Thursday, December 17, 2015

Solar Panels of the Earth

I sit on the same park bench. Today sun is not that strong. I close my eyes and see the same orange sea. I open my eyes and witness the blades of the leaves fencing the walkway. They appear as silver blades brandished in the air with their green almost losing its sheen against the rays of the pale sun. Taking advantage of my position I run my eyes across the near horizon created out of a silvery haze along the canopies of the trees that line the park in undulating rows. Suddenly I remember the solar panels planted in a billionaire’s home to produce energy for the internal use.

Leaves are the natural solar panels of the world, though we forget their roles when we nip them casually and chew them in absolute oblivion. How many roles they have to play in our lives? May be that single leaf out there painted by a dexterous hand could save a dying man from the impending death for he thinks that if that leaf falls he would die with it. When absurdity rules our lives, when nobody comes, nobody goes and nothing happens, and when like the vagabonds we stand at the cross roads and wait for the ultimate one to appear, as the last hope we see the sprouting of some leaves on the branches of a dying tree.

Behind the leaves there sits the bird that imagines that he has been separated from his beloved who is sitting just there at the other side of it, still not knowing that she is there. When the one who has gone like that, Siddhartha feels the thirsty, on his parched lips the shepherdess drips milk from a bowl made of leaves. Under the banyan tree, when we sit and look up, at the touch of a mild breeze those thousand leaves go shivering as if they have just turned beautiful girls ticked behind their necks by the tender fingers of thousand lovers. In a strong wind, they move like the maestro’s fingers on the percussion instrument. And at night they dance with Shiva.

Throughout the day the leaves are like those thousand women in the remote villages, nameless but beautiful, struggling yet patient, cook for their beloved husbands and children who have gone to the fields to till and to learn respectively. When they come back tired yet happy, with beaming faces they serve food before them and for a change, the men and kids insist that these women sit with them and share food. They make a complete family, happy in their frugal meal. Leaves are like those men who till. Leaves are like those children who lead their flock on the holidays to the hills to graze with their neck bells tinkling and the flutes that the children play flooding the plain with ethereal music.

 Pastoral metaphors soothe a romantic writer who has no other way of being a pragmatist than singing songs in praise of leaves. At the faraway lands, when he stands at the top of a mountain like a wonderer amongst the clouds, he could see nuclear reactors, thermal power houses and the windmills that look like fragmented aircrafts refusing to fly. The giant monsters of these power houses emit invisible energies that make him cringe even from this far distance. The he goes and hugs those trees and plants, and he bends his knees before those thousand loving mothers, the leaves who cook food for the human race. But he knows that somehow the people have forgotten these mothers, who are like thousands of eyes, vigilant and devoid of sleep. Yet they are not tired; they just remain there doing their work and they die without letting the world know that she has gone like a silent cry into oblivion. But before she makes the humble exist she gives birth a thousand of leaves, eyes and energy houses of the world.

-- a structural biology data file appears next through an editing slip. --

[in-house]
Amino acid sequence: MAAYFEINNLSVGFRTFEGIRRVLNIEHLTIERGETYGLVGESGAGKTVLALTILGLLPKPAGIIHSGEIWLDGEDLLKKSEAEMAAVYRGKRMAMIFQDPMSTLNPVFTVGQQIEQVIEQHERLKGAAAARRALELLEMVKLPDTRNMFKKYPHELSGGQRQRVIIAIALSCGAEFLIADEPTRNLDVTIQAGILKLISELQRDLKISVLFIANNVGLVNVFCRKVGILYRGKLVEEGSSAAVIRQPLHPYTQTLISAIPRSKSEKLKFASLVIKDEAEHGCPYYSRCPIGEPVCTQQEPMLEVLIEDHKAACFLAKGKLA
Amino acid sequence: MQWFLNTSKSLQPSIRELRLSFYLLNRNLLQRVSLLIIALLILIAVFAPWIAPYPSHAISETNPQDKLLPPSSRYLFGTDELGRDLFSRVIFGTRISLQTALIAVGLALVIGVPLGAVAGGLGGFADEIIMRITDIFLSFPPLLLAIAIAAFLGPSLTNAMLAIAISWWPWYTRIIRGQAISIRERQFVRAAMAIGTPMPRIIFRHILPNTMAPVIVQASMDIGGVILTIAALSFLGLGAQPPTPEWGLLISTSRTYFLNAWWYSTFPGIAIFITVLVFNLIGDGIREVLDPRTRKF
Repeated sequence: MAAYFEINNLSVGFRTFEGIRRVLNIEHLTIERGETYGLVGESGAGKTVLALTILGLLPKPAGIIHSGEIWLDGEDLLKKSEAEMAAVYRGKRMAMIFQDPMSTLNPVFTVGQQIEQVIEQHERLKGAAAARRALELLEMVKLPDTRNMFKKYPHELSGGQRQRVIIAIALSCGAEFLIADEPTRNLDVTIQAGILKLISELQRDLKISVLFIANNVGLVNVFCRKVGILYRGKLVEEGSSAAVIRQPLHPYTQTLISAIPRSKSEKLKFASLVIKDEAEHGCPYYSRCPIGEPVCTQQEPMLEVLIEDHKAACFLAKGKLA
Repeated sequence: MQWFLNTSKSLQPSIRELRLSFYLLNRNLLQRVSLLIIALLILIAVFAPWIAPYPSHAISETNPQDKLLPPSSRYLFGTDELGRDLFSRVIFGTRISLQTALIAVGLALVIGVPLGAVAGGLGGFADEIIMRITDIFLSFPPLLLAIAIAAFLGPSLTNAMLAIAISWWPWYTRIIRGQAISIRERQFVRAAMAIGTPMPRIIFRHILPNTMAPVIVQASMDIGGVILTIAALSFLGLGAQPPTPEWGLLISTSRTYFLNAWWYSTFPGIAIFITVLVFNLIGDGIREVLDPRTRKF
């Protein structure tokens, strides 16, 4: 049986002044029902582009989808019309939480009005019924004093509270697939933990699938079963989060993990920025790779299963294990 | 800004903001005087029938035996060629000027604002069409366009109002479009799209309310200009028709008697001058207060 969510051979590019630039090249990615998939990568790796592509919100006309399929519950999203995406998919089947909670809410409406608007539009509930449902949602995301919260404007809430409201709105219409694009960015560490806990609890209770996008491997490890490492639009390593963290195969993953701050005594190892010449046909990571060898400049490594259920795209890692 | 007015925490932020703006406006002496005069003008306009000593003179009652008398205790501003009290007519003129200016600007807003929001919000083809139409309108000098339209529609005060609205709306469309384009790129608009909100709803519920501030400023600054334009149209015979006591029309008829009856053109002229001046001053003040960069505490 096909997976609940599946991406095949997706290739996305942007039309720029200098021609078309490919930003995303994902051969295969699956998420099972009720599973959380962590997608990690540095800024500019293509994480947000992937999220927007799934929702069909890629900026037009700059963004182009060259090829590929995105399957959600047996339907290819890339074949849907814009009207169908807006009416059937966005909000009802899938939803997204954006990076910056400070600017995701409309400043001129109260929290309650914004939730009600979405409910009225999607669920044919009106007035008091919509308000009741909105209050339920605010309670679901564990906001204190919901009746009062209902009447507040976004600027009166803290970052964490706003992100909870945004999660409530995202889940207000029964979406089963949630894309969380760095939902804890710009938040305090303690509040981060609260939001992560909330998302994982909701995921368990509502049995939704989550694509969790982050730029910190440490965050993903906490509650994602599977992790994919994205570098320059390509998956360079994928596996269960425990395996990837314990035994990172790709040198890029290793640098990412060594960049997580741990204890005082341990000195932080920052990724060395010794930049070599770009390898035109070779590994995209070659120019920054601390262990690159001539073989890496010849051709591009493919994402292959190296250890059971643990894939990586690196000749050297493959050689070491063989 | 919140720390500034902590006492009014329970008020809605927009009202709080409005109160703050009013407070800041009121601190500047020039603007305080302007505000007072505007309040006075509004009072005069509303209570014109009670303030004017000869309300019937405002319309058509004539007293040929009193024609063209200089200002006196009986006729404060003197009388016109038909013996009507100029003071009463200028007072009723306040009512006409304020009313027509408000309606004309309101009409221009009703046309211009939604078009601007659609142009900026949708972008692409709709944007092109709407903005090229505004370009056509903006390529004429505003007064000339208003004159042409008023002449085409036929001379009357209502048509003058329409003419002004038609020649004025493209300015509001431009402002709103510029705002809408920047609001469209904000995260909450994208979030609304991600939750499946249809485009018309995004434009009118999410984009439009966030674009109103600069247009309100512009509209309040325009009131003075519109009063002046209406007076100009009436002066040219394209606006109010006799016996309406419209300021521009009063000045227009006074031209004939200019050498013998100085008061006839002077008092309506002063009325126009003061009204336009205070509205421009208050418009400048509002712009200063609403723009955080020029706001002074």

We do not need solar panels. We need more plants and trees. When did I see a solar panel for the first time? It was decades ago when I was a school kid. Someone had gifted a calculator to my father and it had a solar panel on its top. You cannot operate it without it being exposed to sunlight. I used to hold it against the sunlight and what exactly made the calculator wink open its eyes and show me the world’s most meaningful digit ‘0’. I played with it adding, subtracting, dividing, multiplying and what not. The most interesting game was dividing a smaller number with a bigger number. And also multiplying a bigger number with another bigger number gave a lot of pleasure to me. My tryst with solar panels ended there till it became a sex related political scandal in Kerala in the recent years.

 (Wandered above the sea of fog by Casper David Friedrich)

When I look at the leaves, I see innumerable solar panels there. I understand that solar panels are the most energy efficient, eco-friendly and adoptable mechanism in producing electricity. I have seen streetlights powered by solar panels. Television sets operated with solar energy. Water heater, cooking ovens and even air-conditioners are run on solar energy. Only hazard on having solar panels on our terraces is the arrival of monkey packs. But then how to blame them? Their natural dwellings have been turn into multistoried housing complexes. They too need to survive. They raid our trees, kitchens and terraces. They do not know solar panels are like leaves. They jump over it and break the sensitive and brittle panels.

Let’s look forward to a world with more trees, plants and creepers so that we need not worry about our air and food. If we consider leaves as our natural solar panels, then none would even dare to pluck a leaf from a plant; even if he or she is so hopeless in love that he or she feels the need to nip and chew a leaf. A poet said, when you plant a tree, you plant a shade. Let me add to it: When we plant a tree, we plant a thousand solar panels. 

No comments: